Jan 04, 2022, 06:29AM

Scripture Has Always Intimidated Me

A 2020 Self-Titled Mag interview with musician Laraaji vs. a 1991 Artist & Influence interview with the late artist Zarina Hashmi.

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Zarina Hashmi: For days I wouldn’t hear my own voice because I had nobody to talk to.

Laraaji: That is one mystical experience. It is invigorating. It does stun some people.

Hashmi: Not anymore, because I’m not in my twenties anymore. It’s just anything.

Laraaji: I’m observing it, but it’s not my overwhelming narrative.

Hashmi: Yes. Yes, architecture. Teaching. Scripture has always intimidated me.


Laraaji: That taught me the power of immersion; this cat was immersed in a black container, so its sense of boundaries were probably annihilated temporarily.

Hashmi: And also, when the pulp dries, it cracks and there are water pits, air bubbles, and it gives a sort of rough surface, and that made me move away from a very pristine, white surface, and in a way, it freed me.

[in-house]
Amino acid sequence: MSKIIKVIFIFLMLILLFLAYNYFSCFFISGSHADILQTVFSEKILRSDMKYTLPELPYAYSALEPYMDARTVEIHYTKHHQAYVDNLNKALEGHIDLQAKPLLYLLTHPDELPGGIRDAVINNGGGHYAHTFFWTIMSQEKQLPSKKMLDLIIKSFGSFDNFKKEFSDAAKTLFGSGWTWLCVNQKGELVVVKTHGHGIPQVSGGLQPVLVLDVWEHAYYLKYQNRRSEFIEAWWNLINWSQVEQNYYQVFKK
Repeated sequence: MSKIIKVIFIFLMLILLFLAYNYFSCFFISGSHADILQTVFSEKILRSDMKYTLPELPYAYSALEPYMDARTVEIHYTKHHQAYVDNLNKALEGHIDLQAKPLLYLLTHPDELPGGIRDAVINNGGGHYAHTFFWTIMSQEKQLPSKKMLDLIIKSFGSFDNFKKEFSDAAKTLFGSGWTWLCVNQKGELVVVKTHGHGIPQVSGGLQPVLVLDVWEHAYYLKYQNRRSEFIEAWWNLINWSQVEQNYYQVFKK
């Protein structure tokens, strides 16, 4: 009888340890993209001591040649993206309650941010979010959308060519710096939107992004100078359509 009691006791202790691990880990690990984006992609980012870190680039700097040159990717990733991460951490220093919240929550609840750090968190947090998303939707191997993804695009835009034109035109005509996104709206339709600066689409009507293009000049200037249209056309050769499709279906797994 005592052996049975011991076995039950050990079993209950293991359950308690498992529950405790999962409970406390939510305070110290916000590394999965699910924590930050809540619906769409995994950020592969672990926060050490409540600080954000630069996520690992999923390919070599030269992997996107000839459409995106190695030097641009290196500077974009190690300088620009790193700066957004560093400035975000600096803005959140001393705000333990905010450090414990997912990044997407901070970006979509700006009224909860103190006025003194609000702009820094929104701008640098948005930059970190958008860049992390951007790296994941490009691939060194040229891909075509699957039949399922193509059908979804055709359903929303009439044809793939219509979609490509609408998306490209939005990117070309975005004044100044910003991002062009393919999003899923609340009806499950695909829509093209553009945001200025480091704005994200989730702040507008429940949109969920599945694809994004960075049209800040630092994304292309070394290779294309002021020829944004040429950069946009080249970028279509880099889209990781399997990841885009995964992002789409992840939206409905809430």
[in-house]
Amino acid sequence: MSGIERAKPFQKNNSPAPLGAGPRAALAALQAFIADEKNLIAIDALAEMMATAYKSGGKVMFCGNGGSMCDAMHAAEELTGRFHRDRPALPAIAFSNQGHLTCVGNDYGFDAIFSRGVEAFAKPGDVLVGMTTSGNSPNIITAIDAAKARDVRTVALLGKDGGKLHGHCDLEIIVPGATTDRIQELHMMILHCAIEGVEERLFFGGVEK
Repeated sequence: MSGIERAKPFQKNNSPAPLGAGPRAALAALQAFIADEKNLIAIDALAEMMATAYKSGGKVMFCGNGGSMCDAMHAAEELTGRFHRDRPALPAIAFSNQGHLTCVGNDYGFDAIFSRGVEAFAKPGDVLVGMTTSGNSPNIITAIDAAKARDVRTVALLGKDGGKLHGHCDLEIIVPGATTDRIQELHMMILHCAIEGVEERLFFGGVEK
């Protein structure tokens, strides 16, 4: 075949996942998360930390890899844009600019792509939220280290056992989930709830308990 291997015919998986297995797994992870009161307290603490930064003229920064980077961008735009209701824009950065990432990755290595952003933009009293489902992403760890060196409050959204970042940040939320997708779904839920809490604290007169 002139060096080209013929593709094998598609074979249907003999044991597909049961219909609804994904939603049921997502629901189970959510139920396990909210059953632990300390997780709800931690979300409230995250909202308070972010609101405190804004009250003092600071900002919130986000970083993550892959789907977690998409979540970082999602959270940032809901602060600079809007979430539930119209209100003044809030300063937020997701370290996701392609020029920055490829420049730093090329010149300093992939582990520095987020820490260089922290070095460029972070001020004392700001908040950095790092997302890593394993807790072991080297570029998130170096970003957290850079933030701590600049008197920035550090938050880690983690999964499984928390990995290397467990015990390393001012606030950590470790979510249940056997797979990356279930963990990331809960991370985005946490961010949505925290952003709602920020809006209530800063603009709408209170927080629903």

Laraaji: And this gospel singer, halfway through the song, they stopped on one note and held it in this high voice.

Hashmi: Yes, my mother got worried, but my father just laughed. That was 1977.

Laraaji: [Humming a rhythmic hook] Mmhmm.


Hashmi: On Indian long summer afternoons, the rooms are cool; you can’t go out, so we just read heaps of books.

Laraaji: And sometimes other artists would come into the room.

Hashmi: Oh, sure! Sure. We knew each other. But it was wonderful to get out.

Laraaji: Yeah—to achieve an immersionary trance state. I couldn’t write the music down or record it because it wasn’t happening in the physical dimension.

Hashmi: Now I am inside the house and it just happened on its own.


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